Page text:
Twenty years later, Hollywood honors Matthew McConaughey for his performance in Dallas Buyers Club, portraying Ron Woodroof, an HIV-positive infected heterosexual who smuggles anti-viral medications into America and makes a business of his procurements. Might McConaughey have mentioned the “A” word? (And I don’t mean “acting.”) Oh, sorry, I keep forgetting that AIDS is over; AIDS is so yesterday; AIDS is so gay.

What AIDS continues to be is a disease that kills millions of people worldwide, many of whom—even in America, honey, even in Hollywood, darling—have no access to antiretroviral meds. Nearly one-third of those infected with HIV in America are unable to get life-saving drugs (http://www.pbs.org/wgbh/pages/frontline/social-issues/endgame-aids-in-black-america/why-some-with-hiv-still-cant-get-treatment/).
The numbers is Sub-Saharan Africa stagger: well into Twenty-First Century, more than half of the millions of individuals infected with AIDS live in Africa with far less access to antiretrovirals than Americans, as the number of AIDS orphans continues to mount. But why should McConaughey mention any of that when he can reference one of his former films, Dazed and Confused?

And Jared Leto, also a Golden Globe winner—for his role as a meth-addicted transsexual with HIV in Dallas Buyers Club—used his acceptance speech to reference his butt rather than give a nod to the valiant community of transsexuals who are routinely bullied, and sometimes even murdered, for simply being who they are. Thanking transsexuals for “inspiration” is not enough, Mr. Leto.

Oh, and did I mention that both Mr. McConaughey and Mr. Leto lost tons of weight to play their roles? Lucky for them, they can gain the weight back. Oh, I should stop being so snarky—actors aren’t spokespeople for causes, for Chrissake. Actors talk about their asses.

Oh, and then there’s Michael Douglas’ win for playing Liberace, a tragic victim of both Hollywood homophobia and AIDS, in Behind the Candelabra. Mr.Douglas chose to keep any mention of AIDS behind the candelabra in his acceptance speech; he did, refreshingly, mention “sequins” and “mincing.” Silence, Mr. Douglas, still equals death.

Oh, yah, Liberace was from another era, and everyone “knew” he was gay, so what’s the big deal? Hmmm. Well, last time I checked, there is a Liberace type who also makes frequent glittering appearances in Las Vegas and is emphatically in the closet.

And if we’re to believe that AIDS has finished targeting celebrities, think again. Besides, Mr. Douglas is speaking to an international audience where any mention of AIDS would be potentially constructive. But the Golden Globes are all about getting drunk; not getting serious.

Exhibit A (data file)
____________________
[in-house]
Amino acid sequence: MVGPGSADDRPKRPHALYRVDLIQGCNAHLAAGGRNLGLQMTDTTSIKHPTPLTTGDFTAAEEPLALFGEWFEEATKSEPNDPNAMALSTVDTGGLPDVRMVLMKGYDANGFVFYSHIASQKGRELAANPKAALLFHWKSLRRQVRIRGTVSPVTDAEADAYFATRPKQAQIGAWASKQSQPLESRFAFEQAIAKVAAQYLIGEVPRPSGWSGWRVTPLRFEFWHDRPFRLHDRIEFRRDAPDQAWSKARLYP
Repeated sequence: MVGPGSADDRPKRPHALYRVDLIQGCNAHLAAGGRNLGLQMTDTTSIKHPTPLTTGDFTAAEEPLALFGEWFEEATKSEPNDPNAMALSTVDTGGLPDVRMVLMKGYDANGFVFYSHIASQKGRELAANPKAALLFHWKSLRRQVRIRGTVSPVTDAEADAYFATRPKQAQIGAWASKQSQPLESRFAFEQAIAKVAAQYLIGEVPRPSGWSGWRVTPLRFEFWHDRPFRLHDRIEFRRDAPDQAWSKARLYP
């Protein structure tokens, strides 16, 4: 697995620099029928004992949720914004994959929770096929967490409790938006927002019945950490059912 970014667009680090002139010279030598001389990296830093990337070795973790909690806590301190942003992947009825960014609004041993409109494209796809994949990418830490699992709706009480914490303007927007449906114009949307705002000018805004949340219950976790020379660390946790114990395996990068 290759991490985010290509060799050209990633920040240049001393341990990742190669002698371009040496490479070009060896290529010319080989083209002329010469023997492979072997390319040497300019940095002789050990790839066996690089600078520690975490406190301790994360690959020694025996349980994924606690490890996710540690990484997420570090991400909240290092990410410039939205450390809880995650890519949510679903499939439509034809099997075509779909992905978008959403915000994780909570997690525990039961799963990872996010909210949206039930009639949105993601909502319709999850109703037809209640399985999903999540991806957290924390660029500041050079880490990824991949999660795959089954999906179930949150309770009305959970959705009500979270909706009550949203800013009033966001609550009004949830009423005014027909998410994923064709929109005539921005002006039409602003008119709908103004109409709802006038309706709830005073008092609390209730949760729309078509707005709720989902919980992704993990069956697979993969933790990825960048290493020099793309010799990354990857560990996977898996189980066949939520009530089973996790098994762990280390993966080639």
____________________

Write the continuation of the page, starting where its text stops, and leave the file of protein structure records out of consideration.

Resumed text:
Referring to Mr. Leto and Mr. Douglas, J Bryan Lowder of Slate writes: “Moreover, it cannot be lost on them that some significant percentage of the recognition these films—and by extension, they—are enjoying is due to the accrual of liberal cred, queer people being the current favored minority of the left. It’s jarring, then, to witness people who are in no small part on stage because they were, in a professional sense, lucky enough to play a femme gay man or transgender woman—real figures whose existences in this world remain very precarious—treat those roles like a little light-hearted drag, easily accomplished with a day at the spa or a bit of studied lightness in one’s loafers.”

That Mr. Lowder must be a real party pooper.

I can’t go without mentioning that it was my nineteen-year old African-American daughter who alerted me to the insensitivities from those particular Golden Globes awardees. She also pointed to the exigencies to make the black experience manifest in film. Undoubtedly, those winners will use their precious speeches to reference their offscreen trials and tribulations.

Steve McQueen, the brilliant director of 12 Years A Slave, which won the Golden Globe for Best Picture, referenced “Roll Jordan Roll” in his acceptance speech. The John Legend song, written for the movie, is inspired by Eugene D.Genovese’s book of the same title: a testament to the human spirit that shows how slaves forced their owners to acknowledge their humanity through culture, music, and religion.

My nineteen-year old sees the connective tissue that binds all persecuted minorities. But she is a teenager and should be unconsciously partying—like those actors at the Golden Globes.

Roll Hollywood Roll.

Saturday, April 14, 2012

My Son Trayvon

Trayvon Martin is my son.
            As a queer, Trayvon Martin is my son. As a father, Trayvon Martin is my son. As a human being, Trayvon Martin is my son.
            I am complicit, however tenuously, in his murder.
            A bigot is a bigot is a bigot. In what I perceive to be a racially motivated hate crime, George Zimmerman gunned down an innocent teenager because he was black, period. Any of us who falls into that vulnerable category of being different—whether based on skin color or sexual orientation or [fill in the blank]—is a walking target in this country. And if you’ve read the paper lately, you can add women, the disabled, and the elderly to the list of those routinely discriminated against—from our city streets to the halls of “justice.”
            My identification with the entanglements of the Martin-Zimmerman case doesn’t end with my connection to Trayvon. No, I must admit that some part of me understands Zimmerman. Because—even though I have consciously worked to avoid being one my entire life—I, too, am a racist.
            The crosscurrents of being a victim and being a perpetrator are blurry, as I experienced what could ostensibly be considered a comedic Saturday morning romp but contained a dark undertow that haunts me.